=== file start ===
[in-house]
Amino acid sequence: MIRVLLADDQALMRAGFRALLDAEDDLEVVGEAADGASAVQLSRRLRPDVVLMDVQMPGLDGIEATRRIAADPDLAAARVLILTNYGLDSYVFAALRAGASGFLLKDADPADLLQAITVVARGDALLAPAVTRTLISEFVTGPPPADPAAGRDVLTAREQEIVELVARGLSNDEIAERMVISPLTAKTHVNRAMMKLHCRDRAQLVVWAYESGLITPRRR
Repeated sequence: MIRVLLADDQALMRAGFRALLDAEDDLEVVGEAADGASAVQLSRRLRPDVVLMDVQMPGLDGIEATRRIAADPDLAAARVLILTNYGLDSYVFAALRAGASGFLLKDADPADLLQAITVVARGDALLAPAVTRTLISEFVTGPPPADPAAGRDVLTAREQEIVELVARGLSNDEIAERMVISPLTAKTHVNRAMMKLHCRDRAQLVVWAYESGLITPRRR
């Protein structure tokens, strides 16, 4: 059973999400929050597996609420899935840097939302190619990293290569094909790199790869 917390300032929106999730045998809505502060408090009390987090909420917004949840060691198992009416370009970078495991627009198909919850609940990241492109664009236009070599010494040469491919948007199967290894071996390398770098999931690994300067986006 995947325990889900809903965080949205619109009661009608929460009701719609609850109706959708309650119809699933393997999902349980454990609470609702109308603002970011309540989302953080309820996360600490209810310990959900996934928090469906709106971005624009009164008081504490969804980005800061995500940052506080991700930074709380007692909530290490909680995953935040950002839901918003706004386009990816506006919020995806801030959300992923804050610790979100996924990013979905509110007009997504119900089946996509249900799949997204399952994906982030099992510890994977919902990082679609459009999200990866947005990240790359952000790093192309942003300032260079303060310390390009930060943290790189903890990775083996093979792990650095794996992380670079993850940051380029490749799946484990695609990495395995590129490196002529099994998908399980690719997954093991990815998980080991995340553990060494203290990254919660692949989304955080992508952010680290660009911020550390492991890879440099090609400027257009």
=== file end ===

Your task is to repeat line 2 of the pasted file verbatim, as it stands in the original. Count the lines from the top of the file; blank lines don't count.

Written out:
Amino acid sequence: MIRVLLADDQALMRAGFRALLDAEDDLEVVGEAADGASAVQLSRRLRPDVVLMDVQMPGLDGIEATRRIAADPDLAAARVLILTNYGLDSYVFAALRAGASGFLLKDADPADLLQAITVVARGDALLAPAVTRTLISEFVTGPPPADPAAGRDVLTAREQEIVELVARGLSNDEIAERMVISPLTAKTHVNRAMMKLHCRDRAQLVVWAYESGLITPRRR